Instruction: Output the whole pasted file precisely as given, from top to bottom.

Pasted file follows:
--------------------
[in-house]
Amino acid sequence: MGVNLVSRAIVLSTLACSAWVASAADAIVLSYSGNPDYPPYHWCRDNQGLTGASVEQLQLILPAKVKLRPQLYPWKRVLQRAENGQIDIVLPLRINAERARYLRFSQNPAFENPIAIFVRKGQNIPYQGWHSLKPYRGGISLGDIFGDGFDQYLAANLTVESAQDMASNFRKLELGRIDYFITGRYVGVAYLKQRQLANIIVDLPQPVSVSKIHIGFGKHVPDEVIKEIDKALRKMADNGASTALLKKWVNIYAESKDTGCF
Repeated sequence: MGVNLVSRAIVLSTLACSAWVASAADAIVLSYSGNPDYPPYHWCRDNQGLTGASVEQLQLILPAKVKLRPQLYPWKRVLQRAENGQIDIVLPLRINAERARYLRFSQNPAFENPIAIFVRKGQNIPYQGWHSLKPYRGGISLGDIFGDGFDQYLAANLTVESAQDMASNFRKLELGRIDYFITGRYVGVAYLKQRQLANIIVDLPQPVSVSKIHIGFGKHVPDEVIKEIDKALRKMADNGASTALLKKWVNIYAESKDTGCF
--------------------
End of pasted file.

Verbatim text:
[in-house]
Amino acid sequence: MGVNLVSRAIVLSTLACSAWVASAADAIVLSYSGNPDYPPYHWCRDNQGLTGASVEQLQLILPAKVKLRPQLYPWKRVLQRAENGQIDIVLPLRINAERARYLRFSQNPAFENPIAIFVRKGQNIPYQGWHSLKPYRGGISLGDIFGDGFDQYLAANLTVESAQDMASNFRKLELGRIDYFITGRYVGVAYLKQRQLANIIVDLPQPVSVSKIHIGFGKHVPDEVIKEIDKALRKMADNGASTALLKKWVNIYAESKDTGCF
Repeated sequence: MGVNLVSRAIVLSTLACSAWVASAADAIVLSYSGNPDYPPYHWCRDNQGLTGASVEQLQLILPAKVKLRPQLYPWKRVLQRAENGQIDIVLPLRINAERARYLRFSQNPAFENPIAIFVRKGQNIPYQGWHSLKPYRGGISLGDIFGDGFDQYLAANLTVESAQDMASNFRKLELGRIDYFITGRYVGVAYLKQRQLANIIVDLPQPVSVSKIHIGFGKHVPDEVIKEIDKALRKMADNGASTALLKKWVNIYAESKDTGCF